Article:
What is The New Yorker? I know it’s a great magazine and that it’s a tremendous source of pleasure in my life. But what exactly is it? This blog’s premise is that The New Yorker is a work of art, as worthy of comment and analysis as, say, Keats’s “Ode on a Grecian Urn.” Each week I review one or more aspects of the magazine’s latest issue. I suppose it’s possible to describe and analyze an entire issue, but I prefer to keep my reviews brief, and so I usually focus on just one or two pieces, to explore in each the signature style of its author. A piece by Nick Paumgarten is not like a piece by Dana Goodyear, and neither is like a piece by Ian Frazier. One could not mistake Finnegan for Friend, or Bilger for Lepore, or Collins for Khatchadourian. Each has found a style, and it is that style that I respond to as I read, and want to understand and describe.

Saturday, April 4, 2015

Moralistic Mendelson - Part II

I want to consider some comments about William Maxwell that Edward Mendelson makes in his “Magus: William Maxwell,” included in his new essay collection Moral Agents. Maxwell was a longtime New Yorker fiction editor and author of, among other works, the novella So Long, See You Tomorrow, which originally appeared in The New Yorker (October 1 & 8, 1979). In his essay, Mendelson says,

“Saintly” is a word that recurs in everything written about Maxwell and his work. But in the same way that his friends ignored the primitive, amoral magic that governs the realistic-looking world of his fiction, they ignored his contempt for any ethical understanding of life – any way of thinking in which actions have consequences, and events are the outcome of human choice, not of arbitrary, impersonal forces.

That first sentence isn’t true. There’s at least one piece on Maxwell’s work in which “saintly” doesn’t occur, namely, John Updike’s great review-essay, "Imperishable Maxwell" (The New Yorker, September 8, 2008; in Updike’s Higher Gossip, 2011).

Mendelson appears intent on setting Maxwell up as a “saint” in order to show he really wasn’t. His talk of Maxwell’s “contempt for any ethical understanding of life – any way of thinking in which actions have consequences, and events are the outcome of human choice, not of arbitrary, impersonal forces” is low snark. Maxwell was a moralist to the core. It’s just that his morality, unlike Mendelson’s, wasn’t judgmental. Alec Wilkinson, in his My Mentor (2002), says,

His friends often felt that no matter what they did, he was unlikely to view their behavior judgmentally. It is not that he was without opinions concerning right conduct, or that his moral standards were elastic; it is that once he regarded someone as a friend, he was likely to consider his or her actions sympathetically, as a response to the complications of life or as understandable within the context. He was aware that people don’t always act in their best interests, and often make choices that appear to work against them. [My emphasis]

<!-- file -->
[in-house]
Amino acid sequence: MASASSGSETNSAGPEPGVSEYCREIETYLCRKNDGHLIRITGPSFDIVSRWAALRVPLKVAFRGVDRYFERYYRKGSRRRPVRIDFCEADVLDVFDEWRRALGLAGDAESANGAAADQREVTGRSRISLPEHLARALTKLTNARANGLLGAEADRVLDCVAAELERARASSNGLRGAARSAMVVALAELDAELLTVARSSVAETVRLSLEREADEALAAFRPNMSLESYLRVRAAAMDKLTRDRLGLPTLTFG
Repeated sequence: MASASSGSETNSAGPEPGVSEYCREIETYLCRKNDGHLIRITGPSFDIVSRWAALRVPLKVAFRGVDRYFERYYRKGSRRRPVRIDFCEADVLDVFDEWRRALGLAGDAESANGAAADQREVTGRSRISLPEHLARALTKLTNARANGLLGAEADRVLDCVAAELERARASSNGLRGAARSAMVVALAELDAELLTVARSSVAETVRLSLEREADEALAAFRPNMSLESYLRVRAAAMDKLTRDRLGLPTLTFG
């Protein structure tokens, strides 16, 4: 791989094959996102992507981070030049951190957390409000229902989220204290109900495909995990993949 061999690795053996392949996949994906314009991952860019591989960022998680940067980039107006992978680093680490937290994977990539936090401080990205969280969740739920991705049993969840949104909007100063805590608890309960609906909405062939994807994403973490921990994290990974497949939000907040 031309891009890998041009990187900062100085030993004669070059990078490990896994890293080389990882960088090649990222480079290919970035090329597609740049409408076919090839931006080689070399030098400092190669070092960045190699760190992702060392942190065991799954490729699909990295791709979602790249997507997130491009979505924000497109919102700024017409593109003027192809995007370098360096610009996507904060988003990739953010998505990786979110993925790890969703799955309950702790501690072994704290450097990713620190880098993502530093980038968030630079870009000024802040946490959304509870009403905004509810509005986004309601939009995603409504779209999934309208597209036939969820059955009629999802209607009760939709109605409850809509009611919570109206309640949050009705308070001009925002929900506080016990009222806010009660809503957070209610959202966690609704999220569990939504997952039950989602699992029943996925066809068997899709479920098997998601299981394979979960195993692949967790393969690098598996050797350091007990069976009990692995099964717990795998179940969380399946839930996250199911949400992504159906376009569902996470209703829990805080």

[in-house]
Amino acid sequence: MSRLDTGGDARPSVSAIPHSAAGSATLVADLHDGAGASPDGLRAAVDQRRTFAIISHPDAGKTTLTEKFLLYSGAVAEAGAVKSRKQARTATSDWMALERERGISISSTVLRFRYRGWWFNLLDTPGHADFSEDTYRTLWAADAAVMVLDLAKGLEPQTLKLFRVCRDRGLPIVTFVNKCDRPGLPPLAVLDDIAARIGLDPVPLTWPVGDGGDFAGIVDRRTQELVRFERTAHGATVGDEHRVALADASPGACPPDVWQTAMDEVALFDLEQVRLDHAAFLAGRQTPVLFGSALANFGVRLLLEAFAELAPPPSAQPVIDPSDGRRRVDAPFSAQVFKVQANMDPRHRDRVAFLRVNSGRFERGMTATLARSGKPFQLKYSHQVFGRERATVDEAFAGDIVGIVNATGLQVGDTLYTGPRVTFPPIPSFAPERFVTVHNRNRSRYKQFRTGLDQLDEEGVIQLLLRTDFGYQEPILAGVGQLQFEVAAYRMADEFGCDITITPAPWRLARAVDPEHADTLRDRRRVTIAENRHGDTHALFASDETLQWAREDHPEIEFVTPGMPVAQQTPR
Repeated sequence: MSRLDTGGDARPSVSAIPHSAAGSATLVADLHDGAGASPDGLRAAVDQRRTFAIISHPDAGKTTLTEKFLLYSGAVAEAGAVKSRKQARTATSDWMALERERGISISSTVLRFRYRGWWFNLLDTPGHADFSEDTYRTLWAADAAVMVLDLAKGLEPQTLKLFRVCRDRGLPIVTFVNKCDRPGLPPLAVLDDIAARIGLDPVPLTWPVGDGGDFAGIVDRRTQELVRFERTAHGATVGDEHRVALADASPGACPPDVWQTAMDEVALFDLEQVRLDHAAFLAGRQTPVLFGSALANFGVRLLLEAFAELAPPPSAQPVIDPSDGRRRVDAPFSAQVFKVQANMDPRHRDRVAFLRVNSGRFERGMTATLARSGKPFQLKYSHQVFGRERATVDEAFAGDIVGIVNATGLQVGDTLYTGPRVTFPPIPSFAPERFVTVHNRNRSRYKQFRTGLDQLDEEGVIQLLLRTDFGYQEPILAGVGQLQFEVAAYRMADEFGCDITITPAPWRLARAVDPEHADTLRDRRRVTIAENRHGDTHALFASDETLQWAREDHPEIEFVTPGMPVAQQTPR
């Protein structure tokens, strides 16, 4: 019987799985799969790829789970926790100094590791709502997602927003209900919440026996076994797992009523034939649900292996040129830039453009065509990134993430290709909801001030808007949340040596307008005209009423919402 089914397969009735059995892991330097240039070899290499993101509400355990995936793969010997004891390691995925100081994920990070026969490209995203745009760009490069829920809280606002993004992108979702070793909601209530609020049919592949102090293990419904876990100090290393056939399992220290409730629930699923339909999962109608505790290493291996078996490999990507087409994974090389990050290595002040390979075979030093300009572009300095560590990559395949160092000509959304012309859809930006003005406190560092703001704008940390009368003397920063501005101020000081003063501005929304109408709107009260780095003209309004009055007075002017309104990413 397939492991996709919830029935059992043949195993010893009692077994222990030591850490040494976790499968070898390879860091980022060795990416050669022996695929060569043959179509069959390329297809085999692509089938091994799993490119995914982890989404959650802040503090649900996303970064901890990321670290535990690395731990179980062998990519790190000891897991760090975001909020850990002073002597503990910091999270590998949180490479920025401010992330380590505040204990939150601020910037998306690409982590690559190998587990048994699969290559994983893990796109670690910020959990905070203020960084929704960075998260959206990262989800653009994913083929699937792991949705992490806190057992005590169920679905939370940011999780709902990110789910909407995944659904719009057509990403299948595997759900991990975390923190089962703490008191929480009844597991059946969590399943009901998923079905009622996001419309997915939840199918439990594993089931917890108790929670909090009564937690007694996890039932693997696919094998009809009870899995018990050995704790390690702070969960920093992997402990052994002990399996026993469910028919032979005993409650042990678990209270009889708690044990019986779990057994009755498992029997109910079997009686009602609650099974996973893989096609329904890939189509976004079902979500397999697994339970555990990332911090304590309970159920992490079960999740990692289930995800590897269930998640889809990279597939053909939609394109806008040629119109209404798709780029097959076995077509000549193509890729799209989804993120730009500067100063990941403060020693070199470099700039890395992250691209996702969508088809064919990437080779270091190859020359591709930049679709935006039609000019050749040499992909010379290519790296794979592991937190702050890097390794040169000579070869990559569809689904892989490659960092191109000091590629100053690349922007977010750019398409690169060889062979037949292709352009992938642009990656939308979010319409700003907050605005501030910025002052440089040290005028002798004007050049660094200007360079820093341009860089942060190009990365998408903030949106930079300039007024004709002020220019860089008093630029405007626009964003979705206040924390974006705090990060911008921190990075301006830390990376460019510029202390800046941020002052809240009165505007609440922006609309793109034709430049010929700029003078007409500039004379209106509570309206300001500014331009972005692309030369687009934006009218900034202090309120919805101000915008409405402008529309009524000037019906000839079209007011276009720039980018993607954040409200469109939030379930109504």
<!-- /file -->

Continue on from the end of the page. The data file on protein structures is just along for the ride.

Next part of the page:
What irks Mendelson is Maxwell’s lack of plot. He says, “All of Maxwell’s novels have a story but no plot.” He defines plot as “the means by which fiction portrays the consequences of actions.” He further says,

Maxwell succumbed to an error common among writers who organize their work for the finest possible rhythms and textures: the error of thinking of plot as mechanical and therefore trivial. As he explained to John Updike: “Plot, shmot.”

But I think Mendelson misinterprets what Maxwell meant by “plot.” Maxwell took his plots from life. As Alec Wilkinson says in My Mentor,

Somewhat subversively, he [Maxwell] believed that the patterns of ordinary life, acutely observed, provide more drama and structure and emotional resonance than purely imagined events are likely to.

I agree. Most novels’ plots seem artificial – “cumbersome caravans of plot and scene and ‘conflict,’ ” James Wood calls them ("Reality Testing," The New Yorker, October 31, 2011). It’s why I find Maxwell’s So Long, See You Tomorrow so appealing. It reads like a painstaking attempt to be as true to life as possible. Where there is fabrication, it’s admitted. At one point in the story, Maxwell says,

If any part of the following mixture of truth and fiction strikes the reader as unconvincing, he has my permission to disregard it. I would be content to stick to the facts if there were any.

Tastes differ, and Mendelson is welcome to his dogged quest for “moral content.” As for me, I’m with Maxwell: “Looked at broadly, what happened always has meaning, pattern, form, and authenticity. One can classify, analyze, arrange in the order of importance, and judge any or all of these things, or one can simply stand back and view the whole with wonder” (from the Authors Note of Maxwell's superb 1989 essay collection The Outermost Dream).

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